As to Eighth Circuit authority, it does not appear that the Eighth Circuit has ruled on this precise issue. Although this issue arose in an Eighth Circuit case, United States v. Andis, 333 F.3d 886, 888 (8th Cir. 2003) (en banc), the court based its ruling on the waiver of the defendant's appellate rights, finding that the waiver foreclosed any relief. Id. at 894. However, in another Eighth Circuit case, coincidentally entitled United States v. Thompson, in which a defendant's special conditions of supervised release were challenged, the court held that a district court's failure to make individualized findings on the record was harmless error where other evidence on the record demonstrated the basis for imposing the special conditions of supervised release. 653 F.3d 688, 694 (8th Cir. 2011).
Notably, the challenged conditions of supervised release here are among the 13 set forth in the Sentencing Guidelines as "standard" conditions recommended for probationers. U.S.S.G. § 5B1.3. Defendant-Petitioner's lengthy criminal history, particularly involving drug convictions and substance abuse, supports the imposition of the challenged standard supervised release conditions, several of which concern the use of controlled substances and alcohol. Moreover, given Powers' past recidivism, as reflected in the PSR and discussed at the plea hearing and at sentencing, the supervised release conditions regarding contact with the probation officer, support of any dependents, gainful employment, and lack of contact with persons engaging in unlawful activity were also appropriately applied to Powers.
To the extent that Powers argues that his ineffective assistance of counsel claim is based on his counsel's failure to object to the imposition of these supervised release conditions, any such claim fails. Even assuming that counsel was somehow deficient in challenging the imposition of these conditions - a proposition with which this Court disagrees - Defendant-Petitioner cannot demonstrate that but for counsel's failings, he would have obtained a different sentence. Strickland, 466 U.S. at 688. The terms of Defendant-Petitioner's supervised release conform to the requirements of § 3583(d), and the sentencing factors enumerated under § 3553(a). Any argument to the contrary would have failed.
Because the Court finds that Defendant-Petitioner is not entitled to relief on his supervised release claim, making amendment of his § 2255 futile, his motion to amend to assert such a claim is denied. However, the denial of this motion is without prejudice to his ability to move in the future for modification of the terms of supervised release under 18 U.S.C. § 3583(e)(2), at a time when such a claim may be ripe.
This Court has noted that while a motion to modify a condition of supervised release under § 3583(e)(2) may be brought at any time prior to the expiration or termination of the term of supervised release, such motions are not generally ripe for adjudication until such time as the enforcement of the conditions is imminent. Romig, 2014 WL 1048390, at *2 (citing United States v. Zimmerman, 481 F. App'x 199, 201 (5th Cir. 2012); United States v. Broome, No. 13-678, 2013 WL 1405947, at *1 (D. Minn. Apr. 8, 2013)). Similarly, in United States v. Thomas, 198 F.3d 1063, 1065 (8th Cir. 1999), the Eighth Circuit declined to entertain a challenge to a condition of supervised release on direct appeal, noting that because the defendant would not be subject to the condition for nearly a decade, his vagueness claim was premature. The court observed that during that time, "any number of events may occur that would make the condition irrelevant. Until such time as the condition's enforcement is imminent, the dispute is only abstract." Id.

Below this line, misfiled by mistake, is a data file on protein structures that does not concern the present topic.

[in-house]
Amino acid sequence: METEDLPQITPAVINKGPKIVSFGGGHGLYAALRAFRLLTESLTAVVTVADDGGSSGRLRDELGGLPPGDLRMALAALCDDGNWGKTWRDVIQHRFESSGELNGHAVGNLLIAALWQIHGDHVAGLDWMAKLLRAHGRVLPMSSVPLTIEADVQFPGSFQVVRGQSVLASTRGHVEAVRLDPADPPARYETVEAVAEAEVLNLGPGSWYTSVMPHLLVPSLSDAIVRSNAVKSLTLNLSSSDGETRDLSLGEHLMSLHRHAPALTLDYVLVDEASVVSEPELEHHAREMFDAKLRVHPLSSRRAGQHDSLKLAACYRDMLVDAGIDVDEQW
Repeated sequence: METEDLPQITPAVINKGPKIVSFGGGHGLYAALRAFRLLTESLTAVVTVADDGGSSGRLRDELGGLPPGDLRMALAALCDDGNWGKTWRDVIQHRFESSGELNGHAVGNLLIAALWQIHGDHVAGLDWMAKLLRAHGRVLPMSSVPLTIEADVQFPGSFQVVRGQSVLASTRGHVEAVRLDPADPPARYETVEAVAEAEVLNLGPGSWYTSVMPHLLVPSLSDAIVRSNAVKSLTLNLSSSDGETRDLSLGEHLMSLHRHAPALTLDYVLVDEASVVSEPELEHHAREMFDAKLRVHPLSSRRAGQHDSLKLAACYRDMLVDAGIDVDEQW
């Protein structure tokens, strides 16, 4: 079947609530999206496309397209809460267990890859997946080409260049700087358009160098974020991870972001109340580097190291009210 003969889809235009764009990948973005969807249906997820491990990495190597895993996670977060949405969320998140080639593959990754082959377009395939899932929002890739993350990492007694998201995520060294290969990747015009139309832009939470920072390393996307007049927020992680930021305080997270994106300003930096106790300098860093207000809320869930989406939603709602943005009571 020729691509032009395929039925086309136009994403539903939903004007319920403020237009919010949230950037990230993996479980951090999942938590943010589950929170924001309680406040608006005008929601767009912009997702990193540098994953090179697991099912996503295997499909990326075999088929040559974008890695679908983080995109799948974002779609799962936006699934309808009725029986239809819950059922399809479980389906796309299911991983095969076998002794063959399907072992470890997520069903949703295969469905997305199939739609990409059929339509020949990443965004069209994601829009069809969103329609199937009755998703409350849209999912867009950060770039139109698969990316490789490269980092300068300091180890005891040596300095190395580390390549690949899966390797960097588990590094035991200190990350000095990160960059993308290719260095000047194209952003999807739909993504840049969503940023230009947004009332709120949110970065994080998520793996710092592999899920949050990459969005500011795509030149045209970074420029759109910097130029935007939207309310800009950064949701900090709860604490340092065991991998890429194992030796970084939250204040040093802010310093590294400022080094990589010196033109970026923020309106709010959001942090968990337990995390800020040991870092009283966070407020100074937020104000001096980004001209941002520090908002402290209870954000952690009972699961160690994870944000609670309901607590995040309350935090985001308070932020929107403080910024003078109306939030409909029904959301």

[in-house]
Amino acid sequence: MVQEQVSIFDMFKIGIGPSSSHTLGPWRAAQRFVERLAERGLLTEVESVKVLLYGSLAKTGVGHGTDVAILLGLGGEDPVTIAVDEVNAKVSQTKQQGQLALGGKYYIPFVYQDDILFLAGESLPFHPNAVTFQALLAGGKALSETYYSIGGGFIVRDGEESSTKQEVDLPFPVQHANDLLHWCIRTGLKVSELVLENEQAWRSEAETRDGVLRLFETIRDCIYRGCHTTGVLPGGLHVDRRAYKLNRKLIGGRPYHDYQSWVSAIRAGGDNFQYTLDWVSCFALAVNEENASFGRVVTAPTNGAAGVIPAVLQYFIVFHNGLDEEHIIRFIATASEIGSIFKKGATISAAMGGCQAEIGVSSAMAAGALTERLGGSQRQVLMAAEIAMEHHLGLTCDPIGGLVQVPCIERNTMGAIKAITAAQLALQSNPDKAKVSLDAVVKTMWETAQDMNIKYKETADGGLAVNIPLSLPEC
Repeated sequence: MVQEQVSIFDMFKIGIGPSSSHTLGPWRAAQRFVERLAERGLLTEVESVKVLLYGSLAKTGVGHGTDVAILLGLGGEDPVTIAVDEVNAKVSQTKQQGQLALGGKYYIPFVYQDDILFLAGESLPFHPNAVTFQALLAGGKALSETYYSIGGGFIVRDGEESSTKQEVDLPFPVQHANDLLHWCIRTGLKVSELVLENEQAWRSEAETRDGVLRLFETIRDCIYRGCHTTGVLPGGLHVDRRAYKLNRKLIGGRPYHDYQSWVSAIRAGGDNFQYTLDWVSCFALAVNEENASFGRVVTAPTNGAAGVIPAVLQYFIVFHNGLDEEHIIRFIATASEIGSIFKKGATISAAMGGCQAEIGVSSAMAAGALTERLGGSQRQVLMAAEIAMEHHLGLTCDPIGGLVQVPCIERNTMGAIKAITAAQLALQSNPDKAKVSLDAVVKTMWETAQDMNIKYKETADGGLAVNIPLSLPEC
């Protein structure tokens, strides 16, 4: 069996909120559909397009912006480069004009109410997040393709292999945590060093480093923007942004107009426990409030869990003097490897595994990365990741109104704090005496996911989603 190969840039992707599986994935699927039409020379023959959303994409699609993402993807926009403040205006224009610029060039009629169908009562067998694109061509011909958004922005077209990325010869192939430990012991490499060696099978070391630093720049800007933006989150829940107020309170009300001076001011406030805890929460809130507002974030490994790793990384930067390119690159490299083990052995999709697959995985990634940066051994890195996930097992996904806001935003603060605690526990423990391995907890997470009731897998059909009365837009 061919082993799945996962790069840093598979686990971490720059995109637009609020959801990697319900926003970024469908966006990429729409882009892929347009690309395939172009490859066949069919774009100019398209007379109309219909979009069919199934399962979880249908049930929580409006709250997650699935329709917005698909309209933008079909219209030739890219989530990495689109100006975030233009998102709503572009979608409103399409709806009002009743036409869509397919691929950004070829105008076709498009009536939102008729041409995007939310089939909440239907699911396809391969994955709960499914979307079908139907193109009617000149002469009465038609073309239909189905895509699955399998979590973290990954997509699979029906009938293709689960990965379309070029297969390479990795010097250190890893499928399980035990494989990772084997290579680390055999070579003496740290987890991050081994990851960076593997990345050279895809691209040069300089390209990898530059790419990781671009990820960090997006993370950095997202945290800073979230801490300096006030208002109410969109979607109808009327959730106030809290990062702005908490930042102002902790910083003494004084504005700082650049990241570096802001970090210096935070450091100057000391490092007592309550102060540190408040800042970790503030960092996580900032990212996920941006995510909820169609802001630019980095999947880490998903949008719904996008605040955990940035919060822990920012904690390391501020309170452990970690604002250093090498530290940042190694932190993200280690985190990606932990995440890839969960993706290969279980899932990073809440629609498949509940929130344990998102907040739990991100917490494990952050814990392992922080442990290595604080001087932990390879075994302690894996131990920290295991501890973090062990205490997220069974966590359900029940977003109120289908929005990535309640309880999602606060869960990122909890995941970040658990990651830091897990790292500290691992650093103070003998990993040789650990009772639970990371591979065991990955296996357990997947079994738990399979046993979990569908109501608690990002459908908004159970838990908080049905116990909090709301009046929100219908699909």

4. Voluntariness of Plea
Powers contends that "counsel failed to investigate the crime charged, failed to research the applicable law in relation to statute, and erroneously induced Petitioner to plead guilty to a crime that Petitioner is actually innocent of." (Def.-Pet'r's Mem. Supp. § 2255 Mot. at 2 [Doc. No. 53].)
Because a guilty plea functions as a waiver of important rights, it is only valid if "done voluntarily, knowingly, and intelligently, with sufficient awareness of the relevant circumstances and likely consequences." Bradshaw v. Stumpf, 545 U.S. 175, 183 (2005) (citation omitted). The Supreme Court has held that the representations of a defendant at a plea hearing constitute a formidable, although not insurmountable, barrier in a subsequent collateral proceeding. Blackledge v. Allison, 431 U.S. 63, 74 (1977). The Court has stated:
The accuracy and truth of an accused's statements at a Rule 11 [guilty plea] proceeding in which his guilty plea is accepted are "conclusively" established by that proceeding unless and until he makes some reasonable allegation why this should not be so. Stated otherwise, we hold that a defendant should not be heard to controvert his Rule 11 statements in a subsequent § 2255 motion unless he offers a valid reason why he should be permitted to depart from the apparent truth of his earlier statement.Richardson v. United States, 577 F.2d 447, 450 (8th Cir. 1978), cert. denied, 442 U.S. 910 (1979) (quoting United States v. Williams, 536 F.2d 247, 249-250 (8th Cir. 1976)).